Download Extract pdf
1. Do we feel any sympathy for Harriet? Did she get what she deserves or is she just a victim of a cruel set of circumstances
2. To what extend does Cecil Wallis contribute to his own death? Are his actions justified or do we hold him in nay way responsible for what occurs?
3. Is Jean’s hatred for Cecil justified? In the end she does not go through with her plan but is Jean any less to blame for Cecil’s death than Harriet?
4. The Wallis children, Julius and Anne appear to be the innocent victims of the tragedy that unfolds – bit is this really so? Do their actions play a part in the events leading up to their fathers murder?
5. To what extent does the location of the novel, set as it is in austere post-war London, impact on the story? Could the events described in the novel have happened at some other time in history or in a contemporary setting?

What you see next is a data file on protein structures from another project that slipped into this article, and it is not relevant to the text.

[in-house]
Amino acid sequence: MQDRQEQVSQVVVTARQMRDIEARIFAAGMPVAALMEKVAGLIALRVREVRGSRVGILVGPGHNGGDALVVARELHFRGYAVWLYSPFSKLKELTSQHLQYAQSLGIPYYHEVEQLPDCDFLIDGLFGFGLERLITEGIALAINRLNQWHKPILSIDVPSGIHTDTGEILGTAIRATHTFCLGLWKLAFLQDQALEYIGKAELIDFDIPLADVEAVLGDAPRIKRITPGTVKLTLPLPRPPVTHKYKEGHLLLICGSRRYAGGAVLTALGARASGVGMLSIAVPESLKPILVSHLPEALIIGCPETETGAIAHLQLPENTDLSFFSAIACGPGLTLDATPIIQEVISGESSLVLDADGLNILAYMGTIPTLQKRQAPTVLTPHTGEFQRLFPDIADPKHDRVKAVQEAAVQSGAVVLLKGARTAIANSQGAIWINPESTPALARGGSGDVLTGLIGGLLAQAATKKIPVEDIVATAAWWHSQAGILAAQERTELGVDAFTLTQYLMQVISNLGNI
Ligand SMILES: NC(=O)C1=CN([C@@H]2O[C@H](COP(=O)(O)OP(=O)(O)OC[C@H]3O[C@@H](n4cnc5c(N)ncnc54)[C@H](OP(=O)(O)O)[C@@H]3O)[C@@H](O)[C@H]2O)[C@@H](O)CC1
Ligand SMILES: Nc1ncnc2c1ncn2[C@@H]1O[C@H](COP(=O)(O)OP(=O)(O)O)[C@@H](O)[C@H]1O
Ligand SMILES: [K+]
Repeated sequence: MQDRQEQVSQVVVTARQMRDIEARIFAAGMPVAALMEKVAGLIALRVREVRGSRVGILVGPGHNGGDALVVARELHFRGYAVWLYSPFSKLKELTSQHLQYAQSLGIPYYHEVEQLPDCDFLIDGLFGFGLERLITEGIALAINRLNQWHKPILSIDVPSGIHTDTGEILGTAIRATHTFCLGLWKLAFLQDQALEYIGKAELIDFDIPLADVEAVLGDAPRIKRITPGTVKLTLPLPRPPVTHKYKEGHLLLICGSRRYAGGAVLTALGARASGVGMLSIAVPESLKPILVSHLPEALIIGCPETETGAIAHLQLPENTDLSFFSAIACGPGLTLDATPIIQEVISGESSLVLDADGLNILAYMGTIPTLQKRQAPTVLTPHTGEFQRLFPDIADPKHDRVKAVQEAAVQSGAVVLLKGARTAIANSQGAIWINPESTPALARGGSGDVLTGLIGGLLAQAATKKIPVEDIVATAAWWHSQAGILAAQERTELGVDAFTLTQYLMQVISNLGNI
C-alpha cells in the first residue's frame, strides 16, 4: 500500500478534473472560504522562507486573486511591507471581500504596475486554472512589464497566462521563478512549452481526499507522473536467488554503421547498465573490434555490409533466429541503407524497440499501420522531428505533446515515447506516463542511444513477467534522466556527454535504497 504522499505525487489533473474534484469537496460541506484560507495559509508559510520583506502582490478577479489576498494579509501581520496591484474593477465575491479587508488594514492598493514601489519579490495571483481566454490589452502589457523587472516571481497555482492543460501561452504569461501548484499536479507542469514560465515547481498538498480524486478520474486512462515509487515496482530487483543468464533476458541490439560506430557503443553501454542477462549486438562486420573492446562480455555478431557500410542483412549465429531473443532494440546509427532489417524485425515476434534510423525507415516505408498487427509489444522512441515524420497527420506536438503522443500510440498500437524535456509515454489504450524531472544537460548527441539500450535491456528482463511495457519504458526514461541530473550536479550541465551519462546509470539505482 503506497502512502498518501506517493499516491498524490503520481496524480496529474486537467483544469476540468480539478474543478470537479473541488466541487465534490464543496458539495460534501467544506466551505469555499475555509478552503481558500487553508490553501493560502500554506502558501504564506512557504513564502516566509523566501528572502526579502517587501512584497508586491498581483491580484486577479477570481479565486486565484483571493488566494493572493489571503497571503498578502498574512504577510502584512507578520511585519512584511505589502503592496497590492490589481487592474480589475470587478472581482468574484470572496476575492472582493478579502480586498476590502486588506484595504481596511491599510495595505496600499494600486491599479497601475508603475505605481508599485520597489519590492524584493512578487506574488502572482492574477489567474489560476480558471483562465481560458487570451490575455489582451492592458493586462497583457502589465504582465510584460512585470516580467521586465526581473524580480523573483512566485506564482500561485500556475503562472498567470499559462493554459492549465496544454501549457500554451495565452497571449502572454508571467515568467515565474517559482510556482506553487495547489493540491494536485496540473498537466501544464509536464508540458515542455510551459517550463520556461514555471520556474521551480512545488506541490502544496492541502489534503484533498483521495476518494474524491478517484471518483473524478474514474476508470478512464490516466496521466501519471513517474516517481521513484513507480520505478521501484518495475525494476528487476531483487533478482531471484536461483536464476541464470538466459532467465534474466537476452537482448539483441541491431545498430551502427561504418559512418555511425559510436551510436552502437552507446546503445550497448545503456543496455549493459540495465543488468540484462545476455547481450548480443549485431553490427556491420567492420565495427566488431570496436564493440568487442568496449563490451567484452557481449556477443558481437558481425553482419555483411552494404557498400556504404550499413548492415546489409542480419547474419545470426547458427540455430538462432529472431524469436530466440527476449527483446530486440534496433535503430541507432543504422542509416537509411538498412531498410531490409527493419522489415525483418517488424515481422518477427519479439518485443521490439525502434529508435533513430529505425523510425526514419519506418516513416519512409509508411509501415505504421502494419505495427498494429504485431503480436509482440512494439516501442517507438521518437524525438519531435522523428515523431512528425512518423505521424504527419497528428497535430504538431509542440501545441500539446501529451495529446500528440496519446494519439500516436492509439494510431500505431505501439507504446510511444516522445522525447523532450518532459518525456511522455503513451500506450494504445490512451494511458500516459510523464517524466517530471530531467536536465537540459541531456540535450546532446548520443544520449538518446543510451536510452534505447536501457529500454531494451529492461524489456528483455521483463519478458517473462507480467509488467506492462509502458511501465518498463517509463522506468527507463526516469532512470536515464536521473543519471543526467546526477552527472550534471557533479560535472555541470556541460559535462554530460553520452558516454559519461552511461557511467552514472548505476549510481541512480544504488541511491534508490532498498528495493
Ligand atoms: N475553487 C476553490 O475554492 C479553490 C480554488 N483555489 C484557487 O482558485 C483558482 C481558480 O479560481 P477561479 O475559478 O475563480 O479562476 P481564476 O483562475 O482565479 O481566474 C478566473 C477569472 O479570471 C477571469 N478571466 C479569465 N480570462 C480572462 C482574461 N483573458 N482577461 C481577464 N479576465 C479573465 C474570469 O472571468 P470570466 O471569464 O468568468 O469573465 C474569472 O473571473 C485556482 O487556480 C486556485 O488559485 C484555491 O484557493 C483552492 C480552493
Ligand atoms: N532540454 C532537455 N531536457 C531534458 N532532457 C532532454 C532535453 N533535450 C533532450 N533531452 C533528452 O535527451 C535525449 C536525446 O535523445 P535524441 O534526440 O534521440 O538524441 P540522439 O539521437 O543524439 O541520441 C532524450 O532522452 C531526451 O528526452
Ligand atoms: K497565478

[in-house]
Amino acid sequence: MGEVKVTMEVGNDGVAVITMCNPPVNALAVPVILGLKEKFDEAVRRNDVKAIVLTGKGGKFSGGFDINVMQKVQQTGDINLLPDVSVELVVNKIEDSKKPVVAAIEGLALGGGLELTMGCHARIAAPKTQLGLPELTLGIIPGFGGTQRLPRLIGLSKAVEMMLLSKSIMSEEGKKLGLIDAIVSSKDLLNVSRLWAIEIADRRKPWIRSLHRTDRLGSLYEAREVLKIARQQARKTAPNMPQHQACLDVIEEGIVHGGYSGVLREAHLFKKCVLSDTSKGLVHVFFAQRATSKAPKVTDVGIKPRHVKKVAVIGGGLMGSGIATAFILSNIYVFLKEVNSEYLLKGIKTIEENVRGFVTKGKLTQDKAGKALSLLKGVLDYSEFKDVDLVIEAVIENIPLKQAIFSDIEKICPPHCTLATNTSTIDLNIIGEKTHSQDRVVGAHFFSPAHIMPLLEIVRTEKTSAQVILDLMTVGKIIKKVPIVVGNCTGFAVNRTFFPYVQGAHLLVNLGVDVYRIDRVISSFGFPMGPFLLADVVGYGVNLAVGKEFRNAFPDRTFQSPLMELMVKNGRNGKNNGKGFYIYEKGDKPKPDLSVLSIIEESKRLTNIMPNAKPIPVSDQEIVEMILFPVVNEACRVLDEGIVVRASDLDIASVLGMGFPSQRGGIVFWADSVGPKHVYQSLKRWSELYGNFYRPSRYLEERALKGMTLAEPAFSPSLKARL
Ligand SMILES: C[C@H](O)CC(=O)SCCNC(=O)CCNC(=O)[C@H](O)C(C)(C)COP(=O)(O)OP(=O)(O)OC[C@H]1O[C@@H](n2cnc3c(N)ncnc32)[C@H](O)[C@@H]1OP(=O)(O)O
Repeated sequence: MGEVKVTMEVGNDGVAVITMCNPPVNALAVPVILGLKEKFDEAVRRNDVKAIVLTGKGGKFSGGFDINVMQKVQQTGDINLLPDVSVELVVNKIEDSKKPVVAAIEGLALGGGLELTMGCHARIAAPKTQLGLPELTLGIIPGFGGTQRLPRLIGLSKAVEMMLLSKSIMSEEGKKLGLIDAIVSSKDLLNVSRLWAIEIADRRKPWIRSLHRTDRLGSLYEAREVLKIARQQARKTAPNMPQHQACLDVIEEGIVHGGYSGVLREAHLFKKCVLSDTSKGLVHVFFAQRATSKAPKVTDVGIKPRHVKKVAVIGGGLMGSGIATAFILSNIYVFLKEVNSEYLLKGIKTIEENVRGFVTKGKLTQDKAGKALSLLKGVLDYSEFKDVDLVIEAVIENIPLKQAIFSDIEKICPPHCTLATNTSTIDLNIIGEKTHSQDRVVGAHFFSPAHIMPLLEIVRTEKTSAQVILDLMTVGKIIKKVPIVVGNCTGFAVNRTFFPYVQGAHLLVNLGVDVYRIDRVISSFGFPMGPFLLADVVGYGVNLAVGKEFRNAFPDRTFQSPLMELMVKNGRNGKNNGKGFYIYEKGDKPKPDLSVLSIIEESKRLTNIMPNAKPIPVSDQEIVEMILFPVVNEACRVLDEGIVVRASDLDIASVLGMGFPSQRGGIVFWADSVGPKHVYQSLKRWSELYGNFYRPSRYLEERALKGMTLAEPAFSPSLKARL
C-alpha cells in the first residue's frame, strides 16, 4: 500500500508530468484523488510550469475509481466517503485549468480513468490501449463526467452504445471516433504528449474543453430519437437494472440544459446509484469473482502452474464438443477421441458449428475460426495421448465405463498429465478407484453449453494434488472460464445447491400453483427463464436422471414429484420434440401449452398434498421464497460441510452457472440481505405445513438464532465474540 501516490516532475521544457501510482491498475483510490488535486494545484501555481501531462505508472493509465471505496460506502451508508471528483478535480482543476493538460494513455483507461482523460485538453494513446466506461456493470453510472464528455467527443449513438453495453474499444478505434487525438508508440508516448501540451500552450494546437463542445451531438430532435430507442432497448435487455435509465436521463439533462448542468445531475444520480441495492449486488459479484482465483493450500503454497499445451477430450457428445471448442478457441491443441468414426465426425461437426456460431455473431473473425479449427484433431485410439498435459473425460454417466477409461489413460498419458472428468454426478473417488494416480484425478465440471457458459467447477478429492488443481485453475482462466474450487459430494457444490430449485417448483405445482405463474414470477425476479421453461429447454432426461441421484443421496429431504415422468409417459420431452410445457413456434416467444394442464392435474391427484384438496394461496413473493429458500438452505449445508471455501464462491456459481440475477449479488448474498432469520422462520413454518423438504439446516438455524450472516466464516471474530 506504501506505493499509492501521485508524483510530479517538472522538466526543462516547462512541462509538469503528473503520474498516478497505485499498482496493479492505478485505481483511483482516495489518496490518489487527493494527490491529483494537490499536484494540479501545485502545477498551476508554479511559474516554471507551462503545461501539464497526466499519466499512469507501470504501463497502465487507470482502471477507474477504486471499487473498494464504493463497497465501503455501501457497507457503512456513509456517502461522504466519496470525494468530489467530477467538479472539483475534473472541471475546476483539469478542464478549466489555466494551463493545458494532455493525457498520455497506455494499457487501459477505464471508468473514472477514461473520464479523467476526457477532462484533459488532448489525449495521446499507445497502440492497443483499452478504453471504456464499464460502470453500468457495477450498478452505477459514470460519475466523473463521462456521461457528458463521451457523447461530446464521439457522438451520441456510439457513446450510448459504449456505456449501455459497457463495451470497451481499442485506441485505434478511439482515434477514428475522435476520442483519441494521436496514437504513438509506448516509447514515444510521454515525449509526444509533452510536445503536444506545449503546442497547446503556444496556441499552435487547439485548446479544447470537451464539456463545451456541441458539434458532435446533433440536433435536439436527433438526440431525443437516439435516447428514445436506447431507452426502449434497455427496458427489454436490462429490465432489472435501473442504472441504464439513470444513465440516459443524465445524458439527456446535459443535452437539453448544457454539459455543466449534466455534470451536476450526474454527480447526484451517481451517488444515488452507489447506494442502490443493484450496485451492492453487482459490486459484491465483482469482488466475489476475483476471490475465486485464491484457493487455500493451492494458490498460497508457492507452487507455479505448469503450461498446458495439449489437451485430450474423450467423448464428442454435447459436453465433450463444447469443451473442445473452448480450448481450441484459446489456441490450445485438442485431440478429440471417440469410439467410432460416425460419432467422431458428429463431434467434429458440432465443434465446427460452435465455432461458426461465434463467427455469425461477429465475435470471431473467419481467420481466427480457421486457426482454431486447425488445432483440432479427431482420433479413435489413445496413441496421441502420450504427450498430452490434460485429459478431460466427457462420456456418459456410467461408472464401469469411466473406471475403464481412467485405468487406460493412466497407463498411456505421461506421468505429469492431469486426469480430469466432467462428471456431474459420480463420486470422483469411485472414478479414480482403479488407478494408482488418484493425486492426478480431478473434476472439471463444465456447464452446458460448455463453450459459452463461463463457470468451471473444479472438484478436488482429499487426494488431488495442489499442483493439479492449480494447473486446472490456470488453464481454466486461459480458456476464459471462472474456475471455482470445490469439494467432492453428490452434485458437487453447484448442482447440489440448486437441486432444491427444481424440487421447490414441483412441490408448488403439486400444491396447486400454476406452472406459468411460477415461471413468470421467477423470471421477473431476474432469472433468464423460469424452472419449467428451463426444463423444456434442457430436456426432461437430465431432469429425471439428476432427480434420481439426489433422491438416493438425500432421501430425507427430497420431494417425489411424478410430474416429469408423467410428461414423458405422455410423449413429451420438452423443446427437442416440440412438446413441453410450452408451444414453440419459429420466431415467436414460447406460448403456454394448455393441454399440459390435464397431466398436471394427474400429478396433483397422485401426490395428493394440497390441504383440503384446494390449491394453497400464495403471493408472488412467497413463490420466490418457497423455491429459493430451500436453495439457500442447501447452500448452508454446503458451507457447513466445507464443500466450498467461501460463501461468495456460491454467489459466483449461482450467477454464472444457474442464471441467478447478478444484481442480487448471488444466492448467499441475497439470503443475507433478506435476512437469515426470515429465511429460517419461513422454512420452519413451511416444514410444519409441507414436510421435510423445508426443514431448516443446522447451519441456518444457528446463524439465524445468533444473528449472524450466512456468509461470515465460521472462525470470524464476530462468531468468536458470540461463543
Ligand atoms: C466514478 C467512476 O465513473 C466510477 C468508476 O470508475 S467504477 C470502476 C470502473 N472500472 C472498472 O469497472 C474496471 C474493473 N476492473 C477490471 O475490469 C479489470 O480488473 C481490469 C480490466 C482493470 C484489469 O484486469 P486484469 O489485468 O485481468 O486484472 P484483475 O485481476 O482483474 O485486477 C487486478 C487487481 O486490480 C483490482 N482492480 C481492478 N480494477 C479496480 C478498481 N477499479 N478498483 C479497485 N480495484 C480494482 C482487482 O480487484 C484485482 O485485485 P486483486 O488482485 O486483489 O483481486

6. Cecil’s life appears to be ruled by a set of standards and principles that seem out of step with the world he now finds himself in. He is driven by a need to ‘do the right thing’ and yet he makes two critical decisions during the course of the book that ultimately cost him dearly. What where those decisions and do agree with, or condemn, his choices?
7. The war has been over for seven years and yet its impact is felt in almost every chapter. To what extent do events from the past affect the actions of the characters?
8. So many incidents, some large, others seemingly minor, contribute to the final tragic act. Could things have turned out very differently for Harriet and Cecil, or was it always going to end this way?